American Journal of Medical Case Reports
ISSN (Print): 2374-2151 ISSN (Online): 2374-216X Website: http://www.sciepub.com/journal/ajmcr Editor-in-chief: Apply for this position
Open Access
Journal Browser
Go
American Journal of Medical Case Reports. 2018, 6(8), 152-156
DOI: 10.12691/ajmcr-6-8-2
Open AccessArticle

Genotypic Profile of Hepatitis C Virus (HCV) in Patients Attending the Medical Outpatient Department in Bingham University Teaching Hospital Jos Nigeria for Chronic HCV Infection

David Olorunfemi Samuel1, , Musa Bolanle Olufunke2 and Oyeleke Kikelomo Ganiyat3

1Department of Internal Medicine, College of Health Sciences, Bingham University, Jos Campus, Plateau State, Nigeria

2Ahmadu Bello University Teaching Hospital Shikka Kaduna State

3Department of Medicine, Lagos University Teaching Hospital, Lagos Nigeria

Pub. Date: August 23, 2018

Cite this paper:
David Olorunfemi Samuel, Musa Bolanle Olufunke and Oyeleke Kikelomo Ganiyat. Genotypic Profile of Hepatitis C Virus (HCV) in Patients Attending the Medical Outpatient Department in Bingham University Teaching Hospital Jos Nigeria for Chronic HCV Infection. American Journal of Medical Case Reports. 2018; 6(8):152-156. doi: 10.12691/ajmcr-6-8-2

Abstract

INTRODUCTION: HCV is recognized as the major cause of transfusion associated and sexually transmitted sporadic chronic non-A non-B hepatitis. There is a high degree of genetic variability from HCV genomes isolated from infected patients. Currently, HCV isolates are classified into at least six major genotypes and numerous sub- genotypes. The genetic diversity of HCV and the clinical and virological relevance of HCV genetic classification schemes remain important areas of active research. OBJECTIVES: The objective of this study was to determine the genotypic profile of hepatitis C virus (HCV) in patients who are infected with chronic HCV with or without liver cirrhosis and hepatocellular carcinoma, receiving treatment at the medical outpatient department (MOPD) of the Bingham University Teaching Hospital Jos Nigeria with a view to seeing which of these genotypes is more prevalent. METHODS: This prospective cohort study enrolled patients who were clinically diagnosed to have chronic HCV infection and subsequently confirmed by polymerase chain reaction (PCR) using the light cycler. Patients attending the clinic from December 2012 to December 2014 who had all the relevant investigations done were enrolled in the study. This was regardless of whether they were profiled for commencement of treatment or not due to disease stage. RESULTS: A total of 48 patients were enrolled for the study during the period. Out of this figure, genotype 1 patients accounted for 34 (70.8 %) to emerge the leading genotype in the centre. This was followed by genotype 4 with a very low value of 7(14.6 %) as the second while genotype 2 had 6 (12.5 %) and genotype 3 had only 1 (2.1 %) patient. CONCLUSION: The study has revealed that HCV genotype 1 is the most prevalent among the population studied followed by genotype 4 while other genotypes 2 and 3 were also encountered but with lesser prevalence.

Keywords:
viral hepatitis C chronic infection genotypes

Creative CommonsThis work is licensed under a Creative Commons Attribution 4.0 International License. To view a copy of this license, visit http://creativecommons.org/licenses/by/4.0/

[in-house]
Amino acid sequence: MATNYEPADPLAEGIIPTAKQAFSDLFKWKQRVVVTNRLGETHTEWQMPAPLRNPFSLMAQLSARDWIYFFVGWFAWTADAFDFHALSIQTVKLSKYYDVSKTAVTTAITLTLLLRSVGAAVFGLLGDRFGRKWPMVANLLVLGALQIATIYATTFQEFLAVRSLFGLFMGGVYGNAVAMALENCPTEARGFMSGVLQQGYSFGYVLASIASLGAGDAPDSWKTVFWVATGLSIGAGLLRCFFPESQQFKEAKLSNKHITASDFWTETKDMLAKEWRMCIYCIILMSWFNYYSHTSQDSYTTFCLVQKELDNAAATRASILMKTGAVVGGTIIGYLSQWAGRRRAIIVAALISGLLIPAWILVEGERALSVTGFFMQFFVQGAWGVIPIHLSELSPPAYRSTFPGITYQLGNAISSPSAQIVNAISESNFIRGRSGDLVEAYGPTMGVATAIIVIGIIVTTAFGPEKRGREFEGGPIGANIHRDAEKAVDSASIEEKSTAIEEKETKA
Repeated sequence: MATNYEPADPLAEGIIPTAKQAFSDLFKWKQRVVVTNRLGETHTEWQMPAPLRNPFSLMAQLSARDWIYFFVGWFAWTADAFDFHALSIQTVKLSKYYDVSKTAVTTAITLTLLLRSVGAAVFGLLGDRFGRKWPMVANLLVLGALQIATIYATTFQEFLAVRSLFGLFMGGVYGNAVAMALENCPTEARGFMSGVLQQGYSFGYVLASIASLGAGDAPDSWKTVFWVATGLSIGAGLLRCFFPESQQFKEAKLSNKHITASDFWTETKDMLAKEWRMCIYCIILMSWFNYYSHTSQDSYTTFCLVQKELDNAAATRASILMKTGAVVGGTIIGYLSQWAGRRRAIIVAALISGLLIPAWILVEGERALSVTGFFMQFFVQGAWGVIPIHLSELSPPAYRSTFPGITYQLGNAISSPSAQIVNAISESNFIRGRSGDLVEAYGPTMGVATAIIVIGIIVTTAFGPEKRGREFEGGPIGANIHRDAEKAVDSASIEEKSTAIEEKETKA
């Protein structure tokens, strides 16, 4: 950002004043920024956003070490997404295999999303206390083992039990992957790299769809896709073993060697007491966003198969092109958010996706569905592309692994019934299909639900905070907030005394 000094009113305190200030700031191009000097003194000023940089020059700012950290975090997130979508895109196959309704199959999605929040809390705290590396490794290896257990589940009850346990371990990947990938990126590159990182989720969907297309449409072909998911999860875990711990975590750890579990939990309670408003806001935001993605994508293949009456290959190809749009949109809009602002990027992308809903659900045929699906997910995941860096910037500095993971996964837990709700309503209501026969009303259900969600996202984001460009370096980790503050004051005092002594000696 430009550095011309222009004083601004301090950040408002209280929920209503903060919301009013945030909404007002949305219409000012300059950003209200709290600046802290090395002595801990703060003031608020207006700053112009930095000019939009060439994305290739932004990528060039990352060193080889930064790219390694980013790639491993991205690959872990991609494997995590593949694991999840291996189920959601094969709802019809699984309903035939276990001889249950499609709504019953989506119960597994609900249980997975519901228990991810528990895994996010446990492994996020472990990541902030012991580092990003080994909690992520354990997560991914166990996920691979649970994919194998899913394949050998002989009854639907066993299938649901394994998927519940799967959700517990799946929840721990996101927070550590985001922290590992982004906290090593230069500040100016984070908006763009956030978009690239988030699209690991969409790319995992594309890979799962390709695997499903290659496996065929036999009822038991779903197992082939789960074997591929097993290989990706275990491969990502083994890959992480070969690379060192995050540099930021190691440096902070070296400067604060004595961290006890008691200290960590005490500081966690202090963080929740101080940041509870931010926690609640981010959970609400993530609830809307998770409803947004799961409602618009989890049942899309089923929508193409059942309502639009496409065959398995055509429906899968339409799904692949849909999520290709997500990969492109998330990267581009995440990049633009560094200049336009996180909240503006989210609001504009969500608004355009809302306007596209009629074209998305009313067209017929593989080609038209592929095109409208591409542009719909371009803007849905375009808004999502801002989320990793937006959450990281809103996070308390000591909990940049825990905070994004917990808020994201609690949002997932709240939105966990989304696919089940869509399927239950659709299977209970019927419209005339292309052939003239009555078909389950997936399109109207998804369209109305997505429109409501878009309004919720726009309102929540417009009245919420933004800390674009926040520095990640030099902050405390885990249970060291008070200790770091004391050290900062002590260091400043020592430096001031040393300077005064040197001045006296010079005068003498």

References:

[1]  Gashau W, Mohammed I. Hepatitis B virus markers in Nigerian patients with primary liver cell carcinoma. Trop Geog. Med. 1991; 43: 64-67.
 
[2]  Cooreman M P, Schoondermark-Van de Ven E M. Hepatitis C virus: biological and clinical consequences of genetic heterogeneity. Scand J Gastroenterol Suppl. 1996; 218: 106ā€“115.
 
[3]  National Institutes of Health Consensus Development Conference Panel. National Institutes of Health Consensus Development Conference Panel statement: management of hepatitis C. Hepatology. 1997; 26 (Suppl. 1):2Sā€“10S.
 
[4]  David SO, Ibinaiye PO and Bello BO. Evaluation of the Cost of Management of Chronic Viral Hepatitis B and C in Zaria Kaduna State Nigeria. European Journal of scientific Research. 2013; 101 (2): 292-296.
 
[5]  Abdulkarim A S, Zein N N, Germer J J, Kolbert C P, Kabbani L, Krajnik K L, Hola A, Agha M N, Tourogman M, Persing D H. Hepatitis C virus genotypes and hepatitis G virus in hemodialysis patients from Syria: identification of two novel hepatitis C virus subtypes. Am J Trop Med Hyg. 1998; 59: 571-576.
 
[6]  Strickland GT. Liver disease in Egypt: Hepatitis C superseded schistosomiasis as a result of iatrogenic and biological factors. Hepatology.2006 ; 43(5): 915-922.
 
[7]  Grace Rinmecit Pennap, Aliyu Yakubu, Odua Oyige and Joseph Forbi. Prevalence of hepatitis B and C virus infection among people of a local community in Keffi, Nigeria: African Journal of Microbiology Research .2010; 4 (4):274-278.
 
[8]  Ayolabi CI, Taiwo MA, Omilabu SA, Adebisi AO and Fatoba OM. Seroprevalence of hepatitis C virus among blood donors in Lagos Nigeria. African journal of Biotechnology .2006;.5 (20):1944-1946.
 
[9]  Chamberlain R W, Adams N, Saeed A A, Simmonds P, Elliott R M. Complete nucleotide sequence of a type 4 hepatitis C virus variant, the predominant genotype in the Middle East. J Gen Virol. 1997;78: 1341-1347.
 
[10]  Amoroso P, Rapicetta M, Tosti M E, Mele A, Spada E, Buonocore S, Lettieri G, Pierri P, Chionne P, Ciccaglione A R, Sagliocca L. Correlation between virus genotype and chronicity rate in acute hepatitis C. J Hepatol. 1998; 28: 939ā€“944.
 
[11]  Zein N N, Rakela J, Krawitt E L, Reddy K R, Tominaga T, Persing D H. the Collaborative Study Group. Hepatitis C virus genotypes in the United States: epidemiology, pathogenicity, and response to interferon therapy. Ann Intern Med. 1996; 125: 634639.
 
[12]  Zein N N, Rakela J, Poterucha J J, Steers J L, Wiesner R H, Persing D H. Hepatitis C genotypes in liver transplant recipients: distribution and 1-year follow-up. Liver Transplant Surg. 1995; 1:354-357.